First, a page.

The Common Assessment Standard has reached a tipping point over the last 12 months, with a growing list of contractors and clients specifying it and more than 18,500 companies certified against it by five Recognised Assessment Bodies. It is also being updated to ensure it can be used to demonstrate companies have the organisational capability to fulfil their roles under the Building Safety Act.

Are you interested in taking on an apprentice, but unsure where to start?

Are you interested in taking on an apprentice, but unsure where to start?

CITB has set up a ‘New Entrant Support Team’ to assist registered members with taking on Apprentices and new entrants from inception to completion and will cover

The team will signpost you to useful employment resources and help advertise your apprenticeship vacancy on Talentview to attract potential candidates and let them find you – all for free, helping you get the right apprentice.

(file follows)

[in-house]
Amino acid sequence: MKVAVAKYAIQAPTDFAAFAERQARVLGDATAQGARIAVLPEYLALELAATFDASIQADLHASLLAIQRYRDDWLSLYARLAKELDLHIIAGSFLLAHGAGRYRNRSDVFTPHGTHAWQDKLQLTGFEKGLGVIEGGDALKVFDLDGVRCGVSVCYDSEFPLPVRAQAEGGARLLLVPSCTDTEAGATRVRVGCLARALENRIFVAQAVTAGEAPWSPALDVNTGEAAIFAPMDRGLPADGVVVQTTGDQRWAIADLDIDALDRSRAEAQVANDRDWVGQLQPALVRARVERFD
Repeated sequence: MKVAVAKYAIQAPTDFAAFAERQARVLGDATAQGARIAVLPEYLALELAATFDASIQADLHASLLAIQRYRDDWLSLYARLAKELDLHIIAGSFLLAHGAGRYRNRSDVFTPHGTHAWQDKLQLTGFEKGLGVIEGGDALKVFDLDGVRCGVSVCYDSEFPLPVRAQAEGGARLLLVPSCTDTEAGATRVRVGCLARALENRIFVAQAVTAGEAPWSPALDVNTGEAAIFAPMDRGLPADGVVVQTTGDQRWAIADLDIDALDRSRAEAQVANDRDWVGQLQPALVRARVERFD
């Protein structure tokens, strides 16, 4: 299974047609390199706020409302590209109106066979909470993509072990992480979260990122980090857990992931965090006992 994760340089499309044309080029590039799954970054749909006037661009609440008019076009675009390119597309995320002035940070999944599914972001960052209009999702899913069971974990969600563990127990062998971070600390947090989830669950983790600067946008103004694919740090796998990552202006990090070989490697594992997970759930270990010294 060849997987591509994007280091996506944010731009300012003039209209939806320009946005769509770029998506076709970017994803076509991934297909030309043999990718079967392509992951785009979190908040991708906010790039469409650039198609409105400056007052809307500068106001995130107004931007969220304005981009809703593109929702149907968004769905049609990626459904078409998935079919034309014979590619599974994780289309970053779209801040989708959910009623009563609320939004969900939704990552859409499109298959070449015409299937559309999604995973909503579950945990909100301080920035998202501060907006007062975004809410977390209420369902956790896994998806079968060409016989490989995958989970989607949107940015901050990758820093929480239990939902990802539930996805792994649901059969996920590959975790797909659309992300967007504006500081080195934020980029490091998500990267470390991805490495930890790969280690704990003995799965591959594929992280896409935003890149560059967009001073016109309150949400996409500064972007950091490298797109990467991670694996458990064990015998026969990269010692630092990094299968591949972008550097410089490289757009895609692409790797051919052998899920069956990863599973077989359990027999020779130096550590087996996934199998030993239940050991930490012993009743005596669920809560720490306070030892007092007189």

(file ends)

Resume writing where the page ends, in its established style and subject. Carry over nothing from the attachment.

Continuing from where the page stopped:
CITB Funding
The team will ensire you’re set up to receive CITB apprenticeship grants:
• Attendance grant: £2,500 (per year, per apprentice)
• Achievement grant: £3,500 (on successful completion of the apprenticeship).

Admin/paperwork (including Government Funding)
You will receive help with the paperwork, liaising with the training provider, setting up your Government Digital Account and more so you can focus on the job.

The team will keep in touch to make sure you have the support you need to help your apprentice achieve and become a fully-fledged employee on completion.

More information is available here.